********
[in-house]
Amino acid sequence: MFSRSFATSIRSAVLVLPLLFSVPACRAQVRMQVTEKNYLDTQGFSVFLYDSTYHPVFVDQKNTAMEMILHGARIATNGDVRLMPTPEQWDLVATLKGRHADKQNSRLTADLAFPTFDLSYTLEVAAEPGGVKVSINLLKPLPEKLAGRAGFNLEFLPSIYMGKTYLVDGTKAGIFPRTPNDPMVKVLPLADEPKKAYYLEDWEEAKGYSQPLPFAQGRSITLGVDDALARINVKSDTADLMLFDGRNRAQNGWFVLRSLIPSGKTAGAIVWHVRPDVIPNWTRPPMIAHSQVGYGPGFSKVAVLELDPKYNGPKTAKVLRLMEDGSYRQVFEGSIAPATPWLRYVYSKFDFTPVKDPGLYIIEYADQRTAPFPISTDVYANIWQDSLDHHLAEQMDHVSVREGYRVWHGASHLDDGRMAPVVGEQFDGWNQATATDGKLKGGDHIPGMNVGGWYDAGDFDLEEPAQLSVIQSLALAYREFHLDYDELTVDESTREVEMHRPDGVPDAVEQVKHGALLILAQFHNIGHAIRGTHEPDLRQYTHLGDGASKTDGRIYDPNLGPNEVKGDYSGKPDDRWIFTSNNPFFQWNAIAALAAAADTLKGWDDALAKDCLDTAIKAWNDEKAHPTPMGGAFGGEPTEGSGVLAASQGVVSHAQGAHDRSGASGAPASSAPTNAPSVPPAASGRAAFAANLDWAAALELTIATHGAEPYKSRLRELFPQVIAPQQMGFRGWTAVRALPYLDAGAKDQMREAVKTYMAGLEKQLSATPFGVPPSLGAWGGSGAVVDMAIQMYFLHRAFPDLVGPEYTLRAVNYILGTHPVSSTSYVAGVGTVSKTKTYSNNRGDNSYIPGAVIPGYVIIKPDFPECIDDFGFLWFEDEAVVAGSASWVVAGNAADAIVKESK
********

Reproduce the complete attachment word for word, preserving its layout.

[in-house]
Amino acid sequence: MFSRSFATSIRSAVLVLPLLFSVPACRAQVRMQVTEKNYLDTQGFSVFLYDSTYHPVFVDQKNTAMEMILHGARIATNGDVRLMPTPEQWDLVATLKGRHADKQNSRLTADLAFPTFDLSYTLEVAAEPGGVKVSINLLKPLPEKLAGRAGFNLEFLPSIYMGKTYLVDGTKAGIFPRTPNDPMVKVLPLADEPKKAYYLEDWEEAKGYSQPLPFAQGRSITLGVDDALARINVKSDTADLMLFDGRNRAQNGWFVLRSLIPSGKTAGAIVWHVRPDVIPNWTRPPMIAHSQVGYGPGFSKVAVLELDPKYNGPKTAKVLRLMEDGSYRQVFEGSIAPATPWLRYVYSKFDFTPVKDPGLYIIEYADQRTAPFPISTDVYANIWQDSLDHHLAEQMDHVSVREGYRVWHGASHLDDGRMAPVVGEQFDGWNQATATDGKLKGGDHIPGMNVGGWYDAGDFDLEEPAQLSVIQSLALAYREFHLDYDELTVDESTREVEMHRPDGVPDAVEQVKHGALLILAQFHNIGHAIRGTHEPDLRQYTHLGDGASKTDGRIYDPNLGPNEVKGDYSGKPDDRWIFTSNNPFFQWNAIAALAAAADTLKGWDDALAKDCLDTAIKAWNDEKAHPTPMGGAFGGEPTEGSGVLAASQGVVSHAQGAHDRSGASGAPASSAPTNAPSVPPAASGRAAFAANLDWAAALELTIATHGAEPYKSRLRELFPQVIAPQQMGFRGWTAVRALPYLDAGAKDQMREAVKTYMAGLEKQLSATPFGVPPSLGAWGGSGAVVDMAIQMYFLHRAFPDLVGPEYTLRAVNYILGTHPVSSTSYVAGVGTVSKTKTYSNNRGDNSYIPGAVIPGYVIIKPDFPECIDDFGFLWFEDEAVVAGSASWVVAGNAADAIVKESK